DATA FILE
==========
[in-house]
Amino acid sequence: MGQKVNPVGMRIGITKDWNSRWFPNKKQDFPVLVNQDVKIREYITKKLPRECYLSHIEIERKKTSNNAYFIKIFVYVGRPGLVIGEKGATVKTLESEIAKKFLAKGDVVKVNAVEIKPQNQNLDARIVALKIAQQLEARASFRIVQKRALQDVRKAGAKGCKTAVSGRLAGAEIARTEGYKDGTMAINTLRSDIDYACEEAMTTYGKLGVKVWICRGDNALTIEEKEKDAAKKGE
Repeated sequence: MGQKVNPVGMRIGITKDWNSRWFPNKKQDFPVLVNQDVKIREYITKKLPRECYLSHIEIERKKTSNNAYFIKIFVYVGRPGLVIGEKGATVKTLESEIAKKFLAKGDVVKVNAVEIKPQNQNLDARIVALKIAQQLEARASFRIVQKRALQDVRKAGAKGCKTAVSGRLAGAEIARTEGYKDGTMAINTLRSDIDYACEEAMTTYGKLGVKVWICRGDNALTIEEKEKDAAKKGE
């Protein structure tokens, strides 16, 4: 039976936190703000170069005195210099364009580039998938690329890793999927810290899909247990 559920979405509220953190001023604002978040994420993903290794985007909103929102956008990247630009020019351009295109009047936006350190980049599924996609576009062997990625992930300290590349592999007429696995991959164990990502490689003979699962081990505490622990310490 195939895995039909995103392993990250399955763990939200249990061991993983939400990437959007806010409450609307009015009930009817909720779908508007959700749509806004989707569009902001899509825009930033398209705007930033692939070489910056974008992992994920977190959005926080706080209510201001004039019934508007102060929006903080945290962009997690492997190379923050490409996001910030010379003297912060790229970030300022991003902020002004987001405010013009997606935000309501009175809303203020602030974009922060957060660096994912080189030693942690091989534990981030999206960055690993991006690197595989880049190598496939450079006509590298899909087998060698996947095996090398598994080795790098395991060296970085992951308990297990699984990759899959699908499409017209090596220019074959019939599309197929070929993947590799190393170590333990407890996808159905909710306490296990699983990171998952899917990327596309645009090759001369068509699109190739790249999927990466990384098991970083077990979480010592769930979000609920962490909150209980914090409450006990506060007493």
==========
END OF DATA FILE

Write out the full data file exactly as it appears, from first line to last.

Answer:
[in-house]
Amino acid sequence: MGQKVNPVGMRIGITKDWNSRWFPNKKQDFPVLVNQDVKIREYITKKLPRECYLSHIEIERKKTSNNAYFIKIFVYVGRPGLVIGEKGATVKTLESEIAKKFLAKGDVVKVNAVEIKPQNQNLDARIVALKIAQQLEARASFRIVQKRALQDVRKAGAKGCKTAVSGRLAGAEIARTEGYKDGTMAINTLRSDIDYACEEAMTTYGKLGVKVWICRGDNALTIEEKEKDAAKKGE
Repeated sequence: MGQKVNPVGMRIGITKDWNSRWFPNKKQDFPVLVNQDVKIREYITKKLPRECYLSHIEIERKKTSNNAYFIKIFVYVGRPGLVIGEKGATVKTLESEIAKKFLAKGDVVKVNAVEIKPQNQNLDARIVALKIAQQLEARASFRIVQKRALQDVRKAGAKGCKTAVSGRLAGAEIARTEGYKDGTMAINTLRSDIDYACEEAMTTYGKLGVKVWICRGDNALTIEEKEKDAAKKGE
């Protein structure tokens, strides 16, 4: 039976936190703000170069005195210099364009580039998938690329890793999927810290899909247990 559920979405509220953190001023604002978040994420993903290794985007909103929102956008990247630009020019351009295109009047936006350190980049599924996609576009062997990625992930300290590349592999007429696995991959164990990502490689003979699962081990505490622990310490 195939895995039909995103392993990250399955763990939200249990061991993983939400990437959007806010409450609307009015009930009817909720779908508007959700749509806004989707569009902001899509825009930033398209705007930033692939070489910056974008992992994920977190959005926080706080209510201001004039019934508007102060929006903080945290962009997690492997190379923050490409996001910030010379003297912060790229970030300022991003902020002004987001405010013009997606935000309501009175809303203020602030974009922060957060660096994912080189030693942690091989534990981030999206960055690993991006690197595989880049190598496939450079006509590298899909087998060698996947095996090398598994080795790098395991060296970085992951308990297990699984990759899959699908499409017209090596220019074959019939599309197929070929993947590799190393170590333990407890996808159905909710306490296990699983990171998952899917990327596309645009090759001369068509699109190739790249999927990466990384098991970083077990979480010592769930979000609920962490909150209980914090409450006990506060007493």